For the majority of my life, animation has been relegated to children's fare. With the advent of shows like South Park, The Simpsons, and even Family Guy, animation took off on television in the early 2000s. That paved the way for animators to break out of the kid-friendly zone and challenge themselves with adult storylines and characters. 

Still, every animated venture for adults always seemed like a risk, no matter what creative force was behind it. 

That was a distinctly western philosophy, since anime and other forms of animation have been taking on adult themes for a long time. 

Well, those times have certainly changed. And streaming has allowed platforms to take more risks and open themselves up to more serious adult animation fare.

Recently, the Annecy International Animation Film Festival streamed an hour-long conversation between the minds behind Netflix’s second season of Love, Death & Robots. Involved in the conversation was the creator and executive producer Tim Miller, executive producer David Fincher, supervising director Jennifer Yuh Nelson, and visual effects supervisor Jerome Denjean from Blur Studio. 

They talked about how risky it was for Netflix to believe in a project like this, and how happy they are that it's being embraced. 

“The way I felt is that there was not a lot of adult animation in the west, and particularly not in America, and particularly not at the budget levels that allowed for really high-end CG like what was going on at Pixar and DreamWorks for kids,” Miller said. “And we felt it was time to do that for adults.”

He was certainly right. There were plenty of short films out there, but as a viewer, you had to seek them out amongst a noisy playing field of the Internet. And not all of them were up to a certain quality.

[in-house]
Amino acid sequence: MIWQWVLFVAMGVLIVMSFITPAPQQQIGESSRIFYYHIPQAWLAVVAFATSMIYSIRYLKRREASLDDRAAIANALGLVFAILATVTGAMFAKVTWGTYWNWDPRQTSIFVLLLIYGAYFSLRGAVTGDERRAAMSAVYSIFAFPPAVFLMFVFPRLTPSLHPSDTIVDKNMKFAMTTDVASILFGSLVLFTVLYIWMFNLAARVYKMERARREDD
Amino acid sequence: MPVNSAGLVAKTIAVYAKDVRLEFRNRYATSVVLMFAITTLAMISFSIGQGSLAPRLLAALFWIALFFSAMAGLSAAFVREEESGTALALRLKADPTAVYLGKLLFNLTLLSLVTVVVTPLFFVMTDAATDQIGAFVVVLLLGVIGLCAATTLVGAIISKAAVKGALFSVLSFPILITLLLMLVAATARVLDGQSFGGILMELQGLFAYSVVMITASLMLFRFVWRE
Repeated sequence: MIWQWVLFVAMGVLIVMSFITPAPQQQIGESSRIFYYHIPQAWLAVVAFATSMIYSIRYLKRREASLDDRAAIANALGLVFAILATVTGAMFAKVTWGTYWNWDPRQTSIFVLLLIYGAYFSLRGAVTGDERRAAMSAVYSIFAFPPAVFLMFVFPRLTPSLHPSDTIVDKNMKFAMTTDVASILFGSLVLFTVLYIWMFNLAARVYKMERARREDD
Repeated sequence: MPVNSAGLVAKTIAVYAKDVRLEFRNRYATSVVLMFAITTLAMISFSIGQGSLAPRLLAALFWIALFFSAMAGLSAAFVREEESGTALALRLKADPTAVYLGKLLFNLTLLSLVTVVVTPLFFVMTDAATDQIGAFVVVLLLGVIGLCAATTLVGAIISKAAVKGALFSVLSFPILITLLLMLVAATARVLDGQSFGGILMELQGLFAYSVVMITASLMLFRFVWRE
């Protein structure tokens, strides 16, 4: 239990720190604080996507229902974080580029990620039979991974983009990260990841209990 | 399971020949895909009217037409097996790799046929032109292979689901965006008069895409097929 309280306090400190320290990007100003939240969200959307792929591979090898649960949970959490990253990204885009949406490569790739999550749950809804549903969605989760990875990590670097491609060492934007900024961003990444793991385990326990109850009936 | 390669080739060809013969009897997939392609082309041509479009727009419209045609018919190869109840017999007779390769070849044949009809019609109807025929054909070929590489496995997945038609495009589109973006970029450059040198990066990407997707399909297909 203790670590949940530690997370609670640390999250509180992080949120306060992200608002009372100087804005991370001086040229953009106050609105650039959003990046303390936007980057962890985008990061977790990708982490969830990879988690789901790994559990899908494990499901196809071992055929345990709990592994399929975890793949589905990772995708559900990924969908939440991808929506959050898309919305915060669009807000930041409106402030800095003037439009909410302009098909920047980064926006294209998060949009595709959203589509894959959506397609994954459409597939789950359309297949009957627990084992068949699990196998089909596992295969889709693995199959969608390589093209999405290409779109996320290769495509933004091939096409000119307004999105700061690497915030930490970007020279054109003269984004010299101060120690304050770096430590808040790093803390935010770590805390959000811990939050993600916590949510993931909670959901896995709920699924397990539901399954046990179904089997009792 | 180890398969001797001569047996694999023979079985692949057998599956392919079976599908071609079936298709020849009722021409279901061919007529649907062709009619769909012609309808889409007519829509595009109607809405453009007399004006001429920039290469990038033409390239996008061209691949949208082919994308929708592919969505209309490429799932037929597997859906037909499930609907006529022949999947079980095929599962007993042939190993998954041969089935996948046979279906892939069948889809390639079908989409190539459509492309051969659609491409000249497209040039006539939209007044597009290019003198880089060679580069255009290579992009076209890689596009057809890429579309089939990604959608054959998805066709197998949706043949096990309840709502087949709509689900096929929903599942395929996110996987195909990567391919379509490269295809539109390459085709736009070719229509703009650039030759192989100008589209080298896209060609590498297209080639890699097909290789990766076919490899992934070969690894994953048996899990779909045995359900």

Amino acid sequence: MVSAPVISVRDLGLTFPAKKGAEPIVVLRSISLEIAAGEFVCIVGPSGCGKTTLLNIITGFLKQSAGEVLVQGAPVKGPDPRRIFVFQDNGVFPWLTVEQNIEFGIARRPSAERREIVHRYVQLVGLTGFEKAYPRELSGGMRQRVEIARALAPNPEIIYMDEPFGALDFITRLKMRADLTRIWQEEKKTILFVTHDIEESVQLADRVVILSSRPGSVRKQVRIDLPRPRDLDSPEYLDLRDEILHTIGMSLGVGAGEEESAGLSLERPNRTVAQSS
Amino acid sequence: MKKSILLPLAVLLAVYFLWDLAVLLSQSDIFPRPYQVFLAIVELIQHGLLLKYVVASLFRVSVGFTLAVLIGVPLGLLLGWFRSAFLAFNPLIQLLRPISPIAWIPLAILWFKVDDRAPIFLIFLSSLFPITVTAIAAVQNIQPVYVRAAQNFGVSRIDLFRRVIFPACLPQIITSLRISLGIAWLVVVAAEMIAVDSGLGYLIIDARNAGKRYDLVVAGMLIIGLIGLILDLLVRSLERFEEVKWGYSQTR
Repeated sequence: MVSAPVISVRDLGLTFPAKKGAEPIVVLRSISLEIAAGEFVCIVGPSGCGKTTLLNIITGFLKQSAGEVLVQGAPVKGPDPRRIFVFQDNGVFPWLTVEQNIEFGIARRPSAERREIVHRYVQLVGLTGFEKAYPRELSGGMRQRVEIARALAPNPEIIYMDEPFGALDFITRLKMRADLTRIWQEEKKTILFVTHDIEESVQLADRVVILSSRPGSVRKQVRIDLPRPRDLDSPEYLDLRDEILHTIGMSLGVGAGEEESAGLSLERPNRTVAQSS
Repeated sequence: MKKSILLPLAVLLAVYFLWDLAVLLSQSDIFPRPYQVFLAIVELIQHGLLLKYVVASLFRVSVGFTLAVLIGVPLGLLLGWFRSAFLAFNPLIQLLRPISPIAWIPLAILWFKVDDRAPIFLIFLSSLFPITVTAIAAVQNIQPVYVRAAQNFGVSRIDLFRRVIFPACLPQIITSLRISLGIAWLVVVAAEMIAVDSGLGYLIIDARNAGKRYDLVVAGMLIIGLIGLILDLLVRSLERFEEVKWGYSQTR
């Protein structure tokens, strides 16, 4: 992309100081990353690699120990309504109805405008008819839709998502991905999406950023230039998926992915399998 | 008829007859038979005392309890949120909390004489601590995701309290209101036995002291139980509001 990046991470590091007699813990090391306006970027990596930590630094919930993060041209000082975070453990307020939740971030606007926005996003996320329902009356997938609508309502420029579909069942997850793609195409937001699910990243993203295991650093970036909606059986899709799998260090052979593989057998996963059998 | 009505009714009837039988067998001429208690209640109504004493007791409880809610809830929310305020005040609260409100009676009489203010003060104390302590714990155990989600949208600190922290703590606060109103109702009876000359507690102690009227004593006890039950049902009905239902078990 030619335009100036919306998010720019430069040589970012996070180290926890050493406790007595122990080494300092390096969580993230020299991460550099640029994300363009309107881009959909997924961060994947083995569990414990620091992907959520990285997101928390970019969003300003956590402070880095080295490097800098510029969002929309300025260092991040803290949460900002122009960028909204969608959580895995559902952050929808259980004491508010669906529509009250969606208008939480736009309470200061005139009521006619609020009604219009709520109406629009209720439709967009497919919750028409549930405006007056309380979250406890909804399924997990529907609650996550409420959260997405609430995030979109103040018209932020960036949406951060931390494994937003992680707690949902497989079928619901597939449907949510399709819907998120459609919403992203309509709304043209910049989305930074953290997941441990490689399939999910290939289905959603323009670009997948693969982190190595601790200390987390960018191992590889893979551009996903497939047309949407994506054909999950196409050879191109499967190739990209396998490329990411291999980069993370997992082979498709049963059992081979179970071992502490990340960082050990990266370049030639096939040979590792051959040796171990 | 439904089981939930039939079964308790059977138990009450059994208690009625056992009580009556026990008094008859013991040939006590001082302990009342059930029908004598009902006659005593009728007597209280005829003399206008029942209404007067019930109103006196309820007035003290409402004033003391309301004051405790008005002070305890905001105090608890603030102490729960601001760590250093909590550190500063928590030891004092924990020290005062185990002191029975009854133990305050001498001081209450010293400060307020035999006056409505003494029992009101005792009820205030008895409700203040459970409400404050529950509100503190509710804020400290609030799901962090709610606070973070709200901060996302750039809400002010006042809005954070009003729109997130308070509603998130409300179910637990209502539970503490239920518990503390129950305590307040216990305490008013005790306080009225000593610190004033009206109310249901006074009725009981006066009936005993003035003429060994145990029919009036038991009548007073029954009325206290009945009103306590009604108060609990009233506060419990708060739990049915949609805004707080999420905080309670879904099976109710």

“[The series] was born from a desire to want to play in a sandbox where the animation didn’t have to be singing furry animals,” said Fincher. “They could kill each other once in a while.”

Miller said, “There was really nothing like this, if there was anthology it was live action, and more often than not it didn’t work. Certainly, there was no anthology adult animation. Luckily for us they were like, ‘All right, we’ll take a risk on this.’”

Netflix's risk paid off, but they couldn't have asked for a more talented team of producers and supervisors behind the scenes. These were people dedicated to making sure the artistic vision and quality came to the forefront. 

And they were able to showcase something unique and still commercial. 

“It proved what everyone wanted to do was possible,” said Yuh Nelson. “When films like Ghost in the Shell and Akira were coming out, people would say ‘Why can’t we do that here?’ The barrier to making this stuff was the worry that people weren’t actually gonna watch. And the fact that people did watch made the whole gamble pay off.”

Well, many people did watch, and the show became successful enough that Netflix greenlit season two, which is out now, and a third season they say is coming very soon. 

According to Denjean, “What really made it different was the idea of a collective. Suddenly we were giving a voice to smaller and medium-sized studios that don’t have the bandwidth to do something like this by themselves.”

These studios may not be behemoths like Pixar, but they had their own artistic integrity and were eager to showcase the work. Plus, being on Netflix gave them access to a global audience, and they didn't have to worry about box office. 

“There aren’t a lot of venues where you can bring people who are in competition with one another and put them in the same sandbox and play together,” said Fincher.

Miller added that animation has actually become an artform that doesn't bar everyone access now. Users can animate at home with the right programs, and those costs have come down too.

He said, “Animators used to say things like ‘If only I could get into a big studio,’ or ‘If only I could get my hands on the right software.’ How far has the industry come in the last 20 years that they’re doing all of this on Blender? It’s all free software, the machines cost… not $40,000 like when I started out. Anyone can do this, and the tools are there to do something quite sophisticated.”

If you're an animator, I hope that inspired your next project! Have you watched the latest season on Netflix yet? What were your favorite episodes? 

Let me know in the comments.